It turned out David and his former wife had jointly applied for a credit card account many years previously. The application had been accepted and a card issued to his former wife, but not to him. After they separated, his former wife continued to use the card and made all repayments until she ran into financial difficulties. She was eventually declared bankrupt. The debt was then listed as a default against both of them. David did not find out about the debt until more than a year after the bankruptcy.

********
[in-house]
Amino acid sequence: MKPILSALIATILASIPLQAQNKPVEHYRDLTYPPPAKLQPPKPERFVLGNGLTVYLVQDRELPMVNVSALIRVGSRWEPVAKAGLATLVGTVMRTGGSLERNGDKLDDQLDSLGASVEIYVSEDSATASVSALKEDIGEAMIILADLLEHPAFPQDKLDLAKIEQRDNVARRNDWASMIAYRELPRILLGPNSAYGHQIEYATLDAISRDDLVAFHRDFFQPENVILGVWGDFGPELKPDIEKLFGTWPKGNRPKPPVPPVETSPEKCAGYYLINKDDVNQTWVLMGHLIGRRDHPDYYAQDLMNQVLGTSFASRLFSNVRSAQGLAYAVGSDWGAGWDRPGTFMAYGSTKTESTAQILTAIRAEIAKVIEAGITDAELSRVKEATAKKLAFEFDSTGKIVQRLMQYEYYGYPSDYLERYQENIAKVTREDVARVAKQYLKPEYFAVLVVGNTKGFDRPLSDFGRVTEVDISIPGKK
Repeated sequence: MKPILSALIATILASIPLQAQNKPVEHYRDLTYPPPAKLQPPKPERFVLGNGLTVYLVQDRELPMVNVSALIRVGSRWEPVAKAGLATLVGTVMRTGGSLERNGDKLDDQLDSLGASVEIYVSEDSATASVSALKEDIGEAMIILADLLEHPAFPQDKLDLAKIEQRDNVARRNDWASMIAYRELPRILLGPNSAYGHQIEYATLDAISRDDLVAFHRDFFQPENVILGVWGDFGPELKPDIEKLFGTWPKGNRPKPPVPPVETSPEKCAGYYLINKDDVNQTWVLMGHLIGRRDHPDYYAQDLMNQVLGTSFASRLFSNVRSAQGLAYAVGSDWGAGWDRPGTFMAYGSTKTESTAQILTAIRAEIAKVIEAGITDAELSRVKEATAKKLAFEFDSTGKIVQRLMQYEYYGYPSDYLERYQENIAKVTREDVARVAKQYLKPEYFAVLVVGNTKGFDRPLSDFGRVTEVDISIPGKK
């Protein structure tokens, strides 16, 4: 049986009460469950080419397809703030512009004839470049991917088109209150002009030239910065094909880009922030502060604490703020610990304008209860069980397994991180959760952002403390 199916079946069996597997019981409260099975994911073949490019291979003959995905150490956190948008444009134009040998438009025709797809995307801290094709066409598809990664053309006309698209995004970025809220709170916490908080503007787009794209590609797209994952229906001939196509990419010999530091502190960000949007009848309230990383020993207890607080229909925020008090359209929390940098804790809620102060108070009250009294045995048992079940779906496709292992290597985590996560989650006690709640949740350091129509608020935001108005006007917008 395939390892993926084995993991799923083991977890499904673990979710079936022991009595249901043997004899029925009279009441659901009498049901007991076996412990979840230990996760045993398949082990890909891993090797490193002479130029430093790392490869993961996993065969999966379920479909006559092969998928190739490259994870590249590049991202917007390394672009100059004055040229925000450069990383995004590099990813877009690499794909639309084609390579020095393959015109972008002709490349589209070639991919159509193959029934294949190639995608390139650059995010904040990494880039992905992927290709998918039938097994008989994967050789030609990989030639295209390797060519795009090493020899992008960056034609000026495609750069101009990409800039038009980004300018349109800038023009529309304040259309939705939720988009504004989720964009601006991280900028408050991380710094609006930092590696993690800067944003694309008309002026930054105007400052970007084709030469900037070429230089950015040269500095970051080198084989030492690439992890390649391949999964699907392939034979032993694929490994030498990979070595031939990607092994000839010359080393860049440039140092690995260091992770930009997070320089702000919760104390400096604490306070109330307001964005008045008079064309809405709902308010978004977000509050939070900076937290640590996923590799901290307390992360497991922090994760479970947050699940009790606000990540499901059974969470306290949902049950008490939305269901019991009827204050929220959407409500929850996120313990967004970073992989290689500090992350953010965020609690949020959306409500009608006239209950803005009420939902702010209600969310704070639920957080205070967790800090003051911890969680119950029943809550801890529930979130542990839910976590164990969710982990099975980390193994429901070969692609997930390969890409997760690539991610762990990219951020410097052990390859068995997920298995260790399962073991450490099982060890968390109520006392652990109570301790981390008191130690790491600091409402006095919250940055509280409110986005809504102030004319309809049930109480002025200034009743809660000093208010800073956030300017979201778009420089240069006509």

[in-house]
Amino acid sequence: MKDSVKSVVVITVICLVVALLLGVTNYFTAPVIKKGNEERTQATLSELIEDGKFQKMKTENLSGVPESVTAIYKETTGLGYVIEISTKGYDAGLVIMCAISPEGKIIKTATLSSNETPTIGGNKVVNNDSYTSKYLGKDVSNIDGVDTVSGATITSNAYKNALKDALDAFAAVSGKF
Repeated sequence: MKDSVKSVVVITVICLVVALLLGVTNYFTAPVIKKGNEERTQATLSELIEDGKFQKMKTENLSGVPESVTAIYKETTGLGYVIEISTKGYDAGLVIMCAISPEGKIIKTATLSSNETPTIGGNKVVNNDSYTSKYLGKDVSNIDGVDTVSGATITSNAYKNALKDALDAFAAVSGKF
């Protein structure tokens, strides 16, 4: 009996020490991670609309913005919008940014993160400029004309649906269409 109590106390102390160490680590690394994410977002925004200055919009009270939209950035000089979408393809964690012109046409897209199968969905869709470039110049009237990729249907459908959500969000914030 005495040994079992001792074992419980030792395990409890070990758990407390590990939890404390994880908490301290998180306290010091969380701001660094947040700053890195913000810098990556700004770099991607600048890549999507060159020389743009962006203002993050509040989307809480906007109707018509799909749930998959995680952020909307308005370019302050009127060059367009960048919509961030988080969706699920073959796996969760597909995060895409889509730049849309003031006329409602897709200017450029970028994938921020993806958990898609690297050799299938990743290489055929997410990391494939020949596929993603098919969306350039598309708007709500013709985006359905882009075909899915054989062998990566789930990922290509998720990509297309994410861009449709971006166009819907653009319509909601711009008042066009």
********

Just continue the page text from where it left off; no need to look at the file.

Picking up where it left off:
David understood the legal position and was prepared to repay the debt. However, he was upset it had not been brought to his attention earlier so that he could have made repayment arrangements and avoided a default listing. He was the only person with his surname in the area, he had always lived there, and he was easily traceable by either the bank or a collection agency. David was told by his bank’s complaints officer that a bank needed to contact only one joint account holder.
The bank agreed to:
- recall the debt from the collection agency
- remove the default listing
- write off the collection charges
- reduce the debt by 12 per cent.
David agreed to repay the rest of the debt by instalments.Print this page